A picturesque anomaly near the airport, ever waiting to be submerged by the tarmac of runway three.
An article by AIngrid Tieken-Boon van Ostade, author of In Search of Jane Austen: The Language of the Letters
Arthur Morrison's novel is a classic of slum-fiction, depicting the Victorian underworld and drawing attention to the bleak prospects for children living in such surroundings. Author Sarah Wise looks at the impact of the novel at the time and the social debates it aroused.
Starting with the infamous book burnings of May, 1933, in Berlin and university towns across Germany, books were one of the Nazis’ explicit targets. Confiscated books were considered to be as necessary to the war effort as seized munitions or fuel.
Parallel Lines, says writer, 'is very Star Trek in the way it invites an examination of deeper themes'
If you want a single word that describes wandering around the house wearing a shirt and no trousers, ask a Hungarian.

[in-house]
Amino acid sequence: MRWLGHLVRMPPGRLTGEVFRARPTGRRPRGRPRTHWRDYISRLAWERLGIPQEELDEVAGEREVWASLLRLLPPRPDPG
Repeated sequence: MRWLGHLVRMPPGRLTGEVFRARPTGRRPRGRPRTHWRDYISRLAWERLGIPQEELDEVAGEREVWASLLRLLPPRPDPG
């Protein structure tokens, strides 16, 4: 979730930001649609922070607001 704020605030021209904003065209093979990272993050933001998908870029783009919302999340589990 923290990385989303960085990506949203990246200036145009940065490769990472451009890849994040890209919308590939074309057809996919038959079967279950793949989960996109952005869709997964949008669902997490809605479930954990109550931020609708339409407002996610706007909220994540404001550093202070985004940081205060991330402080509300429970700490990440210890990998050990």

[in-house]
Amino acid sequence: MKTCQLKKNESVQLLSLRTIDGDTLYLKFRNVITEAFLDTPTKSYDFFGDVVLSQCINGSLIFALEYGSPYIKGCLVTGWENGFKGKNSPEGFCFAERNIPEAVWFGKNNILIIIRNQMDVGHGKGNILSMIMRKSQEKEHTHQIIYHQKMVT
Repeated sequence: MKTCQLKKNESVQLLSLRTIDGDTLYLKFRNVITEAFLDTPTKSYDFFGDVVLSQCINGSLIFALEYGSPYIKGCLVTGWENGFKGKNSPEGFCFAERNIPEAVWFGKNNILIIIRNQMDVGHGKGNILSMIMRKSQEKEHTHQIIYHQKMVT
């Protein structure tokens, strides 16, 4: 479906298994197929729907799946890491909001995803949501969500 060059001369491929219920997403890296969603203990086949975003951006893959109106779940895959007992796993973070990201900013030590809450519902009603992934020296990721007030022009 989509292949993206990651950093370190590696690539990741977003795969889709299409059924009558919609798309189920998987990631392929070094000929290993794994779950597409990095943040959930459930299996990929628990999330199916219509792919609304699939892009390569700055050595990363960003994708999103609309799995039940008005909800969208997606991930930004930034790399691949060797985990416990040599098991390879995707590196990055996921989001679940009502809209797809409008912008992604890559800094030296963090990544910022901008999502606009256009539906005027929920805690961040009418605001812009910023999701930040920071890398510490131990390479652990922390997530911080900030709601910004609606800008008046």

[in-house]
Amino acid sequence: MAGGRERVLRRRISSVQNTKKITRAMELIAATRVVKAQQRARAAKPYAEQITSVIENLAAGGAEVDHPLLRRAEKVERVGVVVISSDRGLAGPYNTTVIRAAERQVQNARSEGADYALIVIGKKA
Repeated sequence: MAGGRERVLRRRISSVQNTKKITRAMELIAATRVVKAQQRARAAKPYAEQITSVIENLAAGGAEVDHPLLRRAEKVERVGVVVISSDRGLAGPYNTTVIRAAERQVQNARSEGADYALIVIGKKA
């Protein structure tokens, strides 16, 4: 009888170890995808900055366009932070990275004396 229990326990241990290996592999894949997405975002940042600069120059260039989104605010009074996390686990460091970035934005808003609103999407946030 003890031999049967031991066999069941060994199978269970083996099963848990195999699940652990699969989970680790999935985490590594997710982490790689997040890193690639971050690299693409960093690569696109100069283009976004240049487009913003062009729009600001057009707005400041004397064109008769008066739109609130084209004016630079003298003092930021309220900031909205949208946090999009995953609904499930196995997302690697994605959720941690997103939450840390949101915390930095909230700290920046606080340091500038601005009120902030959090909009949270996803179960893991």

On April 29, 1937, as part of their Words Fail Me series, BBC broadcast a segment that survives as the only recorded voice of Virginia Woolf.
"In both writing and sleeping, we learn to be physically still at the same time we are encouraging our minds to unlock from the humdrum rational thinking of our daytime lives."
'The Great Railway Bazaar', the first of Paul Theroux's classic travelogues, published in 1975, is the essential book about getting on a train and seeing where you end up. Here we reproduce, in full, its first chapter. In it, the novelist, then in his early thirties, escapes from London and begins a journey that would take in Istanbul, Iran, India, Japan and all in-between. Later, Theroux answers our questions on modern train travel...
Is Scandinavia really a social democratic paradise?
After the Iraqi capital's venerable literary district was car-bombed in 2007, an ongoing project was launched drawing hundreds of print artists to pay individual tribute. Here is a short sample